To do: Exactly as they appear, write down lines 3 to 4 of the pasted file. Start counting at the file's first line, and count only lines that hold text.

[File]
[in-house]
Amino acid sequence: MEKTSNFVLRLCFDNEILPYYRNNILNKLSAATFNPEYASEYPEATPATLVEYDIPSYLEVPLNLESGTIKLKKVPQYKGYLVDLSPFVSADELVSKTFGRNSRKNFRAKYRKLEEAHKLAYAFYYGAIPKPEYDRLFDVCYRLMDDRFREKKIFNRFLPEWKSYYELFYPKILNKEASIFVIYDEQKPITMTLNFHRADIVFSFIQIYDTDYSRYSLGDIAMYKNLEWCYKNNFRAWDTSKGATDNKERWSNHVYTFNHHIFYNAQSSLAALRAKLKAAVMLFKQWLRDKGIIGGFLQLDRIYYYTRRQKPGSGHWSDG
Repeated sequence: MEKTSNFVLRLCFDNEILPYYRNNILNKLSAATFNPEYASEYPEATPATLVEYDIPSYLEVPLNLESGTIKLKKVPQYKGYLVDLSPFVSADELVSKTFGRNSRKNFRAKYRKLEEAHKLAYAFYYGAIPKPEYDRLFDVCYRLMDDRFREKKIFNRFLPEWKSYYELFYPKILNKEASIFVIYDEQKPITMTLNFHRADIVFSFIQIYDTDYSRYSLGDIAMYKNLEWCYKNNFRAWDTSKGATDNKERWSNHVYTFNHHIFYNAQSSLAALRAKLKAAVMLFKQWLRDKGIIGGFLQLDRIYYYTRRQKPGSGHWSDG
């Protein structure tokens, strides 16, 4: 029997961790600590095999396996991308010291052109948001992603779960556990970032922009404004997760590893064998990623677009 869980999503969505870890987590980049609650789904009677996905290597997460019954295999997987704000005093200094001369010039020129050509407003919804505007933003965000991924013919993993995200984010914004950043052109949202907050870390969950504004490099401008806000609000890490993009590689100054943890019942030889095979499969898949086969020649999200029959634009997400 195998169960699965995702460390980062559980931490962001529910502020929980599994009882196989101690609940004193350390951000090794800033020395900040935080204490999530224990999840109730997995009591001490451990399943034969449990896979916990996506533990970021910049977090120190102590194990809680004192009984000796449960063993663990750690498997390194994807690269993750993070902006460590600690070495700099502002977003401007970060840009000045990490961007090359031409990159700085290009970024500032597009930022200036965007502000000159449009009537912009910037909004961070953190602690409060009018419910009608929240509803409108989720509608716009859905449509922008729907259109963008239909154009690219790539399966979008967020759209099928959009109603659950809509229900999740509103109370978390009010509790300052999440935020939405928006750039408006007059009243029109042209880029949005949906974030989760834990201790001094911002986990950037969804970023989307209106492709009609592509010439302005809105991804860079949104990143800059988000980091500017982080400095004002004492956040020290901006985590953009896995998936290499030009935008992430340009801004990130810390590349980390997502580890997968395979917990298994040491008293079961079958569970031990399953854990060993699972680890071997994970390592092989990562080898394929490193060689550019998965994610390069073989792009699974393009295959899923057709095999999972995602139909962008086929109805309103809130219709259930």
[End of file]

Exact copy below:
Repeated sequence: MEKTSNFVLRLCFDNEILPYYRNNILNKLSAATFNPEYASEYPEATPATLVEYDIPSYLEVPLNLESGTIKLKKVPQYKGYLVDLSPFVSADELVSKTFGRNSRKNFRAKYRKLEEAHKLAYAFYYGAIPKPEYDRLFDVCYRLMDDRFREKKIFNRFLPEWKSYYELFYPKILNKEASIFVIYDEQKPITMTLNFHRADIVFSFIQIYDTDYSRYSLGDIAMYKNLEWCYKNNFRAWDTSKGATDNKERWSNHVYTFNHHIFYNAQSSLAALRAKLKAAVMLFKQWLRDKGIIGGFLQLDRIYYYTRRQKPGSGHWSDG
């Protein structure tokens, strides 16, 4: 029997961790600590095999396996991308010291052109948001992603779960556990970032922009404004997760590893064998990623677009 869980999503969505870890987590980049609650789904009677996905290597997460019954295999997987704000005093200094001369010039020129050509407003919804505007933003965000991924013919993993995200984010914004950043052109949202907050870390969950504004490099401008806000609000890490993009590689100054943890019942030889095979499969898949086969020649999200029959634009997400 195998169960699965995702460390980062559980931490962001529910502020929980599994009882196989101690609940004193350390951000090794800033020395900040935080204490999530224990999840109730997995009591001490451990399943034969449990896979916990996506533990970021910049977090120190102590194990809680004192009984000796449960063993663990750690498997390194994807690269993750993070902006460590600690070495700099502002977003401007970060840009000045990490961007090359031409990159700085290009970024500032597009930022200036965007502000000159449009009537912009910037909004961070953190602690409060009018419910009608929240509803409108989720509608716009859905449509922008729907259109963008239909154009690219790539399966979008967020759209099928959009109603659950809509229900999740509103109370978390009010509790300052999440935020939405928006750039408006007059009243029109042209880029949005949906974030989760834990201790001094911002986990950037969804970023989307209106492709009609592509010439302005809105991804860079949104990143800059988000980091500017982080400095004002004492956040020290901006985590953009896995998936290499030009935008992430340009801004990130810390590349980390997502580890997968395979917990298994040491008293079961079958569970031990399953854990060993699972680890071997994970390592092989990562080898394929490193060689550019998965994610390069073989792009699974393009295959899923057709095999999972995602139909962008086929109805309103809130219709259930």